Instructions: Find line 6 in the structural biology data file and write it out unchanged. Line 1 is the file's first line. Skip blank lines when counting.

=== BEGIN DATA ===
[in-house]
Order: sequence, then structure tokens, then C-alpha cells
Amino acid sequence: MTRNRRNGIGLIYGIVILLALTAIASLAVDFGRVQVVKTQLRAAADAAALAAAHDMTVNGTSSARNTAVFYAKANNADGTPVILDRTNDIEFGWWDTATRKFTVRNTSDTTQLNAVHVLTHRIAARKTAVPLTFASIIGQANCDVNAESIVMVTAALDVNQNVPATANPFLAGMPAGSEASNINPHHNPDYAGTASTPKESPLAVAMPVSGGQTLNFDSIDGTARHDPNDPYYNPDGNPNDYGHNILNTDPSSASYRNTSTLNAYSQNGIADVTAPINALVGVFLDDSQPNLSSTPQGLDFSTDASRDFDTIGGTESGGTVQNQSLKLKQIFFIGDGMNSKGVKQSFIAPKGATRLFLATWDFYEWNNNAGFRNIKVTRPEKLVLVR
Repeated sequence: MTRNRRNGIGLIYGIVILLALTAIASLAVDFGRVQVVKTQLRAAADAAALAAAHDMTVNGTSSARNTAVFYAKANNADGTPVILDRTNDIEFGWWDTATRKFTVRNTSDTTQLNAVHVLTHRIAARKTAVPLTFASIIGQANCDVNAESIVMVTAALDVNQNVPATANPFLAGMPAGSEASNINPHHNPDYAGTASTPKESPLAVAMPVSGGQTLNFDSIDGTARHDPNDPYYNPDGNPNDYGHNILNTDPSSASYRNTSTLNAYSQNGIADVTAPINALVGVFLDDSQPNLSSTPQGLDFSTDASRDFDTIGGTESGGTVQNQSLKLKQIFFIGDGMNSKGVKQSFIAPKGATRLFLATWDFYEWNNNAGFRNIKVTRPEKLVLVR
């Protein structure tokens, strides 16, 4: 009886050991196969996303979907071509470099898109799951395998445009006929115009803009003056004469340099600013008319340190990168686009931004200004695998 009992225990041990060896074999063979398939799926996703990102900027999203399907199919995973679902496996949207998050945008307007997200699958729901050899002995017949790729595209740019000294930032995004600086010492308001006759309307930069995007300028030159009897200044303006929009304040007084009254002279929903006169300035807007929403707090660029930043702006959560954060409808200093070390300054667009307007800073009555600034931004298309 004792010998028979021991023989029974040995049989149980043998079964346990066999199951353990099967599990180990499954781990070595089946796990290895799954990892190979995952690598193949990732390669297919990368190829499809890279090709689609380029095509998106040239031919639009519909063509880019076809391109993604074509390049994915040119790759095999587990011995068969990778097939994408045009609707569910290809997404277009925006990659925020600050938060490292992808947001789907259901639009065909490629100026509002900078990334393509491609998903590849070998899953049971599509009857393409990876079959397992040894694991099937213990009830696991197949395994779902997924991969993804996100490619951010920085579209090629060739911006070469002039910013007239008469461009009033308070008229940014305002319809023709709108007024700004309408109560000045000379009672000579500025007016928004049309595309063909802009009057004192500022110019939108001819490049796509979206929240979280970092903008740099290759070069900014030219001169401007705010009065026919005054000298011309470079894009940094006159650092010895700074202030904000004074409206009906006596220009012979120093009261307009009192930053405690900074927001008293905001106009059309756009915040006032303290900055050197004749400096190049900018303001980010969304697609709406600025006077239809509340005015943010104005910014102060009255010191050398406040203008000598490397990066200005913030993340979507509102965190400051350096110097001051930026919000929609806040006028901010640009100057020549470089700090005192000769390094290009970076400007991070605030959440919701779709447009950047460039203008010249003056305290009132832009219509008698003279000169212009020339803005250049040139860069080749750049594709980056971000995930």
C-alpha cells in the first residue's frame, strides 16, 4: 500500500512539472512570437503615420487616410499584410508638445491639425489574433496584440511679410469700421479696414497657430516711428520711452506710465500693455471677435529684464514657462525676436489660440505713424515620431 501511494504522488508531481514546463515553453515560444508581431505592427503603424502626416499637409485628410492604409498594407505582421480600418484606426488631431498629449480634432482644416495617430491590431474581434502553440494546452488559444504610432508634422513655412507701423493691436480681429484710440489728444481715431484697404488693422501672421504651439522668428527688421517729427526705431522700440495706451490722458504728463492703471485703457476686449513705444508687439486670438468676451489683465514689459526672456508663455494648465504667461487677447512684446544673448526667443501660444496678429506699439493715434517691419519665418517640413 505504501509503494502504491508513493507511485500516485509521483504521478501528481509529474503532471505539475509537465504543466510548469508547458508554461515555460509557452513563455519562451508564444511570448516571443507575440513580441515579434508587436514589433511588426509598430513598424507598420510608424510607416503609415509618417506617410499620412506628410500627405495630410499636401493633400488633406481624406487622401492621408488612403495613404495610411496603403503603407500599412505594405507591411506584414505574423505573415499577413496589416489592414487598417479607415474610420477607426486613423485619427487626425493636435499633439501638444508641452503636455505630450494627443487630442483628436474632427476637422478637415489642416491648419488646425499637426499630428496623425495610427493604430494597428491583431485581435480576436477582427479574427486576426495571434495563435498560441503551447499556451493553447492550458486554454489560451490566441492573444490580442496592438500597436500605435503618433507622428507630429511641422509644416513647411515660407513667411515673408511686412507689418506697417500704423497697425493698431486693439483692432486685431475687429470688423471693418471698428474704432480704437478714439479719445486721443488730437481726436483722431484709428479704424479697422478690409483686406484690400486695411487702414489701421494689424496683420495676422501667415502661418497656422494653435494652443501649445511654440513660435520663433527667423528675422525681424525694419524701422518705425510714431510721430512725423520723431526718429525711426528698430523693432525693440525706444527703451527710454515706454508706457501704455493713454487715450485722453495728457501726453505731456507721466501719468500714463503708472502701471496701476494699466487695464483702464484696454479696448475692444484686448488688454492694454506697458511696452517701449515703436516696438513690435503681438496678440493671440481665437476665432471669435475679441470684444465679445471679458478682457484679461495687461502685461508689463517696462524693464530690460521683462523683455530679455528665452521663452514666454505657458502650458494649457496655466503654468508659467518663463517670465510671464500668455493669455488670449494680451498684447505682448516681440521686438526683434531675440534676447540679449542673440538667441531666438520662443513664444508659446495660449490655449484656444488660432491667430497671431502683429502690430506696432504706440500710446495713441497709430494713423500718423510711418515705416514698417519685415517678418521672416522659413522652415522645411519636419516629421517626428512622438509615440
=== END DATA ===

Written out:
C-alpha cells in the first residue's frame, strides 16, 4: 500500500512539472512570437503615420487616410499584410508638445491639425489574433496584440511679410469700421479696414497657430516711428520711452506710465500693455471677435529684464514657462525676436489660440505713424515620431 501511494504522488508531481514546463515553453515560444508581431505592427503603424502626416499637409485628410492604409498594407505582421480600418484606426488631431498629449480634432482644416495617430491590431474581434502553440494546452488559444504610432508634422513655412507701423493691436480681429484710440489728444481715431484697404488693422501672421504651439522668428527688421517729427526705431522700440495706451490722458504728463492703471485703457476686449513705444508687439486670438468676451489683465514689459526672456508663455494648465504667461487677447512684446544673448526667443501660444496678429506699439493715434517691419519665418517640413 505504501509503494502504491508513493507511485500516485509521483504521478501528481509529474503532471505539475509537465504543466510548469508547458508554461515555460509557452513563455519562451508564444511570448516571443507575440513580441515579434508587436514589433511588426509598430513598424507598420510608424510607416503609415509618417506617410499620412506628410500627405495630410499636401493633400488633406481624406487622401492621408488612403495613404495610411496603403503603407500599412505594405507591411506584414505574423505573415499577413496589416489592414487598417479607415474610420477607426486613423485619427487626425493636435499633439501638444508641452503636455505630450494627443487630442483628436474632427476637422478637415489642416491648419488646425499637426499630428496623425495610427493604430494597428491583431485581435480576436477582427479574427486576426495571434495563435498560441503551447499556451493553447492550458486554454489560451490566441492573444490580442496592438500597436500605435503618433507622428507630429511641422509644416513647411515660407513667411515673408511686412507689418506697417500704423497697425493698431486693439483692432486685431475687429470688423471693418471698428474704432480704437478714439479719445486721443488730437481726436483722431484709428479704424479697422478690409483686406484690400486695411487702414489701421494689424496683420495676422501667415502661418497656422494653435494652443501649445511654440513660435520663433527667423528675422525681424525694419524701422518705425510714431510721430512725423520723431526718429525711426528698430523693432525693440525706444527703451527710454515706454508706457501704455493713454487715450485722453495728457501726453505731456507721466501719468500714463503708472502701471496701476494699466487695464483702464484696454479696448475692444484686448488688454492694454506697458511696452517701449515703436516696438513690435503681438496678440493671440481665437476665432471669435475679441470684444465679445471679458478682457484679461495687461502685461508689463517696462524693464530690460521683462523683455530679455528665452521663452514666454505657458502650458494649457496655466503654468508659467518663463517670465510671464500668455493669455488670449494680451498684447505682448516681440521686438526683434531675440534676447540679449542673440538667441531666438520662443513664444508659446495660449490655449484656444488660432491667430497671431502683429502690430506696432504706440500710446495713441497709430494713423500718423510711418515705416514698417519685415517678418521672416522659413522652415522645411519636419516629421517626428512622438509615440